Nightwatch notes from Loch of the Lowes

 Over the past week we have watched our resident female diligently incubating her eggs whilst being soaked through from the relentless heavy showers that have recently been covering most of Scotland.

 As well as monitoring from the hide, there are various night vision cameras positioned around the nesting tree and around the feeding station at the visitor centre; one of the views is a nest box camera and throughout all the terrible weather the Blue Tit that’s in residency looked so snug and dry in comparison to the female Osprey out on the open eyrie.

 The Ospreys have now established a nice pattern whereby the male returns at first light to take over incubation duties, this allows the female time to go off and stretch her wings, clean and possibly even do a spot of fishing. These changeovers are very swift so that the eggs are never left uncovered for long.  Those of you who follow the webcam closely may have noticed that the male likes to fidget a lot more while he is incubating and has a funny habit of picking up small bits of nesting material and dropping them on his back.

 Friday morning was the first time all week we saw a ‘proper’ sunrise after the previous days of cloud and rain, a great orange ball rose over the east end of the loch sending light and warmth over the surface of the water.

 

Loch of the Lowes Sunrise April 2012

 

First light is a really special time at Loch of the Lowes, as well as the Ospreys there is lots of other activity and noise on the loch including displaying Goldeneye and Great Crested Grebes, sightings of Moorhens, Coot and Jays and of course the dawn chorus made by all the little song birds waking up. One morning earlier in the week we were even lucky enough to catch sight of an Otter swimming right across the middle of the loch.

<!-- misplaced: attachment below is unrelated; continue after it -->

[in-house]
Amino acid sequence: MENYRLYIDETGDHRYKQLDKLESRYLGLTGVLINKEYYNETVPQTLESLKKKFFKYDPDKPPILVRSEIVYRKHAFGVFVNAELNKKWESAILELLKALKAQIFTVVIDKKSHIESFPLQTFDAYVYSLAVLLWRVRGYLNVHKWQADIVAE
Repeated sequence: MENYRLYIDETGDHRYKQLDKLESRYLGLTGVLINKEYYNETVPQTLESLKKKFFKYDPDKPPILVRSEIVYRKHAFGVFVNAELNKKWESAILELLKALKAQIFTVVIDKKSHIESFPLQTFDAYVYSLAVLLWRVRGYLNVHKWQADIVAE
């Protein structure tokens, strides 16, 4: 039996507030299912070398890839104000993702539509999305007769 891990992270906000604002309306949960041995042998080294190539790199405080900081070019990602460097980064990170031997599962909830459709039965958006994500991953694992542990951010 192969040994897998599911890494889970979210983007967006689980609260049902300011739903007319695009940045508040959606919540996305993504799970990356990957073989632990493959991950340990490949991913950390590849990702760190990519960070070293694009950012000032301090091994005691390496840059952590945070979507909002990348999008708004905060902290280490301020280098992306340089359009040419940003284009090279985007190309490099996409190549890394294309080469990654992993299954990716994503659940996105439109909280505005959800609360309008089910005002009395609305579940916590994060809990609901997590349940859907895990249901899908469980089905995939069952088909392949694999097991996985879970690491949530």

Even in the middle of our night shifts there are many unique opportunity to observe wildlife. On our frequent night loch patrols we have seen large herds of both Fallow Deer and Roe Deer looking back at us in the dark as well as many Tawny Owls, whose calls we hear each dusk and dawn and to top it all off we have captured more fantastic footage of a Pine Marten on the camera trap.

 Here is the link: http://www.youtube.com/watch?v=BaSPhvFPYKc&feature=youtu.be

 Douglas & Thomas         Species Protection Officers

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 Over the past week we have watched our resident female diligently incubating her eggs whilst being soaked through from the relentless heavy showers that have recently been covering most of …

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